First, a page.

I decided to make myself a rain skirt. My inspiration was the Zpacks rain kilt. Frosty recently got the Zpacks rain kilt. He is not a fan of rain pants. He is going to see if the rain kilt works for him. If I had been thinking ahead, I would have traced his kilt to make a pattern on butcher paper. Unfortunately, I didn’t think of it. While I was making my rain skirt, Frosty (and the rain kilt) were out section hiking.
I searched and found a how-to video on YouTube from Backcountry Banter about sewing your own rain skirt. His video is excellent and should definitely be watched if you are planning to make your own rain skirt.
I got some waterproof (polyurethane coated) ripstop nylon sold by the yard on Amazon.I ordered one yard. One yard of the nylon I ordered is 60 inches wide, so I had plenty of fabric. Silnylon (silicon treated nylon) or cuben fiber (now called Dyneema) would be great options as well. These other fabrics may be lighter, particularly the Dyneema. There may be some challenges to sewing Dyneema. The fabric that I ordered was easy to sew. It didn’t slip or slide as I was feeding it through my sewing machine.
Right now, I should tell you that I sew guerrilla style. I don’t know if that’s the best way to describe it, but it’s the best I’ve come up with. I don’t follow the correct sewing procedures. I like to eyeball seams and in general just wing it.
The skirt I made was wraparound in the style of Backcountry Banter. The Zpack kilt has a zipper. Zpacks has a picture of their skirt opened out flat. I used that as an idea of how to cut the fabric. I drew top and side cut lines with a Sharpie marker right on the fabric and tried to cut just inside the line. I wanted a slight curve to the waist. I used a flexible ruler, and since it wasn’t long enough I just eyeballed the ends.
I wanted straight lines at a slight angle for the sides. I used a broom to get a long, straight edges. I folded the top edge about three quarters of an inch and stitched the hem with polyester thread as recommended by Backcountry Banter. I just folded the edge and eyeballed it as I went, since I didn’t want to take the time to pin the hem.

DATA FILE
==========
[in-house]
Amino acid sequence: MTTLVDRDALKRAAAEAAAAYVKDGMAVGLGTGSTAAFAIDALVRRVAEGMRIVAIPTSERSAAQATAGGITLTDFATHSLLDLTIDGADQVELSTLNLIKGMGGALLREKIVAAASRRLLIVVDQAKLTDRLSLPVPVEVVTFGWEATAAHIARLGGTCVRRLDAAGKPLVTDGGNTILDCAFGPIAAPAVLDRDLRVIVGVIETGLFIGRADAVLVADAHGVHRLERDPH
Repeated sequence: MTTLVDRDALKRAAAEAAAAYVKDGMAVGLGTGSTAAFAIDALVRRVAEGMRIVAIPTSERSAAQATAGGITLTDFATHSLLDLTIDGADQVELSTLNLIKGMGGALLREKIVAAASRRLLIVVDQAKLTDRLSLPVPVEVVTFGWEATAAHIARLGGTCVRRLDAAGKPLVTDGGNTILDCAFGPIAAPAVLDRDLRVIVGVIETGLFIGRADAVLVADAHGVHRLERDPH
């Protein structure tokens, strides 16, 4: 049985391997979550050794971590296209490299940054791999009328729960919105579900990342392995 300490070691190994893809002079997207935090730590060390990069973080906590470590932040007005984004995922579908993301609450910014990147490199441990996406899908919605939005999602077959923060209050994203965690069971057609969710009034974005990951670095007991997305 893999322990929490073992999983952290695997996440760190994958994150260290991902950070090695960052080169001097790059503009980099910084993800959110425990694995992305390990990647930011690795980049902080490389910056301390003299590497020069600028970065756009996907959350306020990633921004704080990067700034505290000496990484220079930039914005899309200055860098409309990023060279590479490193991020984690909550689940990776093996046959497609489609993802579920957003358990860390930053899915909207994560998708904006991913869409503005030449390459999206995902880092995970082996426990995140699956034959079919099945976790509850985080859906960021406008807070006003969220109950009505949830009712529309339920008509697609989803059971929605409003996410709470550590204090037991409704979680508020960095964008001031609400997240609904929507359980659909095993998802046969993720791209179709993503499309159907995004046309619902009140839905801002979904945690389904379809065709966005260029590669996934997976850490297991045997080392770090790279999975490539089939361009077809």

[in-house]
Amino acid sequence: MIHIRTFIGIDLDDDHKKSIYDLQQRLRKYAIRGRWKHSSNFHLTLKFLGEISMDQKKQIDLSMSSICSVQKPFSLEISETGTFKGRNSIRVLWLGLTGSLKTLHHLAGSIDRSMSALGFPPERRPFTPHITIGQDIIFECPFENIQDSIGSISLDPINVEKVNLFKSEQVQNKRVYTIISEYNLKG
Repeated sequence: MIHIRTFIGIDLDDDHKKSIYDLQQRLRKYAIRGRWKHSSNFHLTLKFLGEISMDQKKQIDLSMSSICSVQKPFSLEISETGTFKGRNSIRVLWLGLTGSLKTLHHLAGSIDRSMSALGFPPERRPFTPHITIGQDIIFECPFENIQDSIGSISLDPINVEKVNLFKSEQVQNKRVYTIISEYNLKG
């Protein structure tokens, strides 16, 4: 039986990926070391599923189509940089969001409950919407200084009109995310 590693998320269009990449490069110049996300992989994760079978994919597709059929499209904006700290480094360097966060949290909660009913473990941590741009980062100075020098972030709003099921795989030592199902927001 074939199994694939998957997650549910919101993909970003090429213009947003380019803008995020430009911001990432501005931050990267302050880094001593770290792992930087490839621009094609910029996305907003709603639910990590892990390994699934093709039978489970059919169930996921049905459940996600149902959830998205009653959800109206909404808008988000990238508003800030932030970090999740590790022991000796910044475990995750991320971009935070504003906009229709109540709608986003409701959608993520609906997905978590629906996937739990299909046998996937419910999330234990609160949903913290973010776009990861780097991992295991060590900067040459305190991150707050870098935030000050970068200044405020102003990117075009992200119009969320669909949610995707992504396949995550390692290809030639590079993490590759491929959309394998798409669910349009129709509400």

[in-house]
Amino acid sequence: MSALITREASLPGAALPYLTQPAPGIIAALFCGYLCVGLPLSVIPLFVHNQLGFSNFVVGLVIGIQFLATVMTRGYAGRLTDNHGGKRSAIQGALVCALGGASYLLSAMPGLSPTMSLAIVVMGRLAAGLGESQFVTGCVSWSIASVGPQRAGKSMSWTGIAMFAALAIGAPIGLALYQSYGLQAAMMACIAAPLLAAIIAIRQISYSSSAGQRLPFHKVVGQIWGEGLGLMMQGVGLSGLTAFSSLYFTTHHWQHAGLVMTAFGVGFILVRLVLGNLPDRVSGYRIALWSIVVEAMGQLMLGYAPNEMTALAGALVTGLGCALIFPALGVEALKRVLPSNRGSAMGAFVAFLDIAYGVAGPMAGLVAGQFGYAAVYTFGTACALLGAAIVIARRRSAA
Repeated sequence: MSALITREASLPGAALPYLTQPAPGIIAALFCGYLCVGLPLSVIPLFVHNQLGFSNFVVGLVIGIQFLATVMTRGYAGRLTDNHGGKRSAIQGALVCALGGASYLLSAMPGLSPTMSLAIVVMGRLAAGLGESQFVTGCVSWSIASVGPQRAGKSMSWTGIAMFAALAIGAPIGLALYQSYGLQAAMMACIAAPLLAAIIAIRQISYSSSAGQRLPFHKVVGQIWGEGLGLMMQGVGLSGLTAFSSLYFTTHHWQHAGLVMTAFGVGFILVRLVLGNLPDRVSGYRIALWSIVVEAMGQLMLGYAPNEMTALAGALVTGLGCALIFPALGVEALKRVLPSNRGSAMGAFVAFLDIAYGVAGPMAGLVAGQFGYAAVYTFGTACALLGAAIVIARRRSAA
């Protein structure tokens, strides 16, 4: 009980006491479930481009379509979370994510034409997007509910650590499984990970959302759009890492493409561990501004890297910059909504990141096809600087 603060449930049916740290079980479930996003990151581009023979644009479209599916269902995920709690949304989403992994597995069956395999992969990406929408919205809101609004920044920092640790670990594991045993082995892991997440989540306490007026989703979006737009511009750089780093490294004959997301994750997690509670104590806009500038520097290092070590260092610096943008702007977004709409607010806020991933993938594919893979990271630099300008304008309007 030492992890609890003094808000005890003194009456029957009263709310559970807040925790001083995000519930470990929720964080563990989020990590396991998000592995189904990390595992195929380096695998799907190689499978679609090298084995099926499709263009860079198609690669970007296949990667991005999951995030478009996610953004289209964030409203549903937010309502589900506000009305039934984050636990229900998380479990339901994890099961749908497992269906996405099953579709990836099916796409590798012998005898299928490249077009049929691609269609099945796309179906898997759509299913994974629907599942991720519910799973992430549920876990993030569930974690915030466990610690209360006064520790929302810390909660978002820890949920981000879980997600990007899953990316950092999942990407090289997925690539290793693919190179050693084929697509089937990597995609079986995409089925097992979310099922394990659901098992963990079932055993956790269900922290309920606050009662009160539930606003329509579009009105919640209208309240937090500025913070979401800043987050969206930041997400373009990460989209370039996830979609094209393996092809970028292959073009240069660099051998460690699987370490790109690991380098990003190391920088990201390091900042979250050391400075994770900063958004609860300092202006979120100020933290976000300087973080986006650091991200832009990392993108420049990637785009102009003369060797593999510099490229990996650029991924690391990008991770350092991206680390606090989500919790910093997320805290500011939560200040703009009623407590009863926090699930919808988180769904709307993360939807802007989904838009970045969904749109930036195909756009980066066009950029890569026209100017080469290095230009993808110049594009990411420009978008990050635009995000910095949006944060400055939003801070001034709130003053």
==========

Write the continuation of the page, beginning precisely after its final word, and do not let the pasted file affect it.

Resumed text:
I hemmed up the sides in the same manner. Then I checked the length and needed to cut off a good chunk. I folded the skirt in half. I used the Sharpie and flexible ruler again to make a slightly curved cut line. This time I did pin about every four inches, since I was cutting through two layers of fabric. I didn’t want the material to slide as I was cutting it. Then, I hemmed the bottom edge again without pins.
I knew I wanted to have shock cord at the waist to add additional sizing flexibility. I used 3/32 shock cord and a mini cord lock. I still need to burn the end of my shock cord.
Next, I needed to make the waistband. I folded the top edge over to form the tube. I was going to thread the shock cord through the waist tube after sewing it. Then I decided to put the cord through the tube as I was sewing it. That worked out well. I kept the shock cord in the top edge of the tube on the edge of the presser foot. I finished by stitching down one end of the shock cord to anchor it. The other end will be the adjustable side. It can be pulled tight and secured with a mini cord lock.
I added Velcro to secure the both the inner and outer edges of the wraparound skirt as Backcountry Banter did. I bought sew on Velcro. I didn’t want the adhesive type. I’m not sure how adhesive Velcro would hold up. The sewn on Velcro is softer and more flexible. It was very easy to sew onto the skirt.
I suggest sewing the hook part of the Velcro on the inner wrap part of the skirt. It will be facing out from your body. I think the loop part of my Velcro (on the inner side of my outer wrap) would catch on my clothes, if it were the hook part. If I did a better job lining up the Velcro this might be avoided.
I went outside in the skirt for Squirrel to take a photo. Then a gust of wind blew my skirt flap up. I was glad this happened. I hadn’t anticipated this. Now, I could think of a way to secure the skirt, if it was windy. I decided on just putting a couple safety pins on the edge that can be fastened to batten down against the wind.
There are so many variables that affect weight: amount of fabric used, amount of Velcro used, amount of shock cord used. That being said, for any curious souls out there, my rain skirt weighs 2.26 ounces.
If I were to make another rain skirt, I would consider the following change.
I would use hook and eye closures for the inside and outside edge fasteners. Some of the hook and eye fasteners are larger, so they would be easier to use and sturdy. I would set the fasteners, so the skirt was pretty loose. I would do all the tightening with the shock cord.